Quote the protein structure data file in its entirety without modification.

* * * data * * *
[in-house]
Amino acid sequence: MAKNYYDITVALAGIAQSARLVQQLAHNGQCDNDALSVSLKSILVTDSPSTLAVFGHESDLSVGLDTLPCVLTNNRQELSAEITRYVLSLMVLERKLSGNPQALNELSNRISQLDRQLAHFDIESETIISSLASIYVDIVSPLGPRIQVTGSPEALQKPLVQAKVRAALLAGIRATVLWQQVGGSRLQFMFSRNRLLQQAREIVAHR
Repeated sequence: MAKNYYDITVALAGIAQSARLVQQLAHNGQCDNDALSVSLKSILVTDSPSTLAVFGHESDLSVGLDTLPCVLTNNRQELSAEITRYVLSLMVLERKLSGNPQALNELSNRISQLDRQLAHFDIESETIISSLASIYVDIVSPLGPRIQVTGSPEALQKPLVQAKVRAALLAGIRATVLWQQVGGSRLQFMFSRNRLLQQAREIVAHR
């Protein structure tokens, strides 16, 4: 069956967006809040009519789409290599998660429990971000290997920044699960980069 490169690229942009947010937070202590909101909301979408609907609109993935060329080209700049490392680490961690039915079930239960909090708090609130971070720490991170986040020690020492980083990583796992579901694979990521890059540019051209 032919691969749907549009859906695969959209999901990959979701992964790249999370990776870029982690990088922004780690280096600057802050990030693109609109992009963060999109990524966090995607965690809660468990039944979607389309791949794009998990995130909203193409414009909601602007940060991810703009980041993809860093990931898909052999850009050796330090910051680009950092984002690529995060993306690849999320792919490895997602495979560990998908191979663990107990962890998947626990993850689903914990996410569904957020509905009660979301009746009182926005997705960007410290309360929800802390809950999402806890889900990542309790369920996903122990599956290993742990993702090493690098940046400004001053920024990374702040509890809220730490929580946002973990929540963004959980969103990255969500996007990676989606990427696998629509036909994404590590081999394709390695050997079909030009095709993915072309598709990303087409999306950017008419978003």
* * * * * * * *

[in-house]
Amino acid sequence: MAKNYYDITVALAGIAQSARLVQQLAHNGQCDNDALSVSLKSILVTDSPSTLAVFGHESDLSVGLDTLPCVLTNNRQELSAEITRYVLSLMVLERKLSGNPQALNELSNRISQLDRQLAHFDIESETIISSLASIYVDIVSPLGPRIQVTGSPEALQKPLVQAKVRAALLAGIRATVLWQQVGGSRLQFMFSRNRLLQQAREIVAHR
Repeated sequence: MAKNYYDITVALAGIAQSARLVQQLAHNGQCDNDALSVSLKSILVTDSPSTLAVFGHESDLSVGLDTLPCVLTNNRQELSAEITRYVLSLMVLERKLSGNPQALNELSNRISQLDRQLAHFDIESETIISSLASIYVDIVSPLGPRIQVTGSPEALQKPLVQAKVRAALLAGIRATVLWQQVGGSRLQFMFSRNRLLQQAREIVAHR
């Protein structure tokens, strides 16, 4: 069956967006809040009519789409290599998660429990971000290997920044699960980069 490169690229942009947010937070202590909101909301979408609907609109993935060329080209700049490392680490961690039915079930239960909090708090609130971070720490991170986040020690020492980083990583796992579901694979990521890059540019051209 032919691969749907549009859906695969959209999901990959979701992964790249999370990776870029982690990088922004780690280096600057802050990030693109609109992009963060999109990524966090995607965690809660468990039944979607389309791949794009998990995130909203193409414009909601602007940060991810703009980041993809860093990931898909052999850009050796330090910051680009950092984002690529995060993306690849999320792919490895997602495979560990998908191979663990107990962890998947626990993850689903914990996410569904957020509905009660979301009746009182926005997705960007410290309360929800802390809950999402806890889900990542309790369920996903122990599956290993742990993702090493690098940046400004001053920024990374702040509890809220730490929580946002973990929540963004959980969103990255969500996007990676989606990427696998629509036909994404590590081999394709390695050997079909030009095709993915072309598709990303087409999306950017008419978003």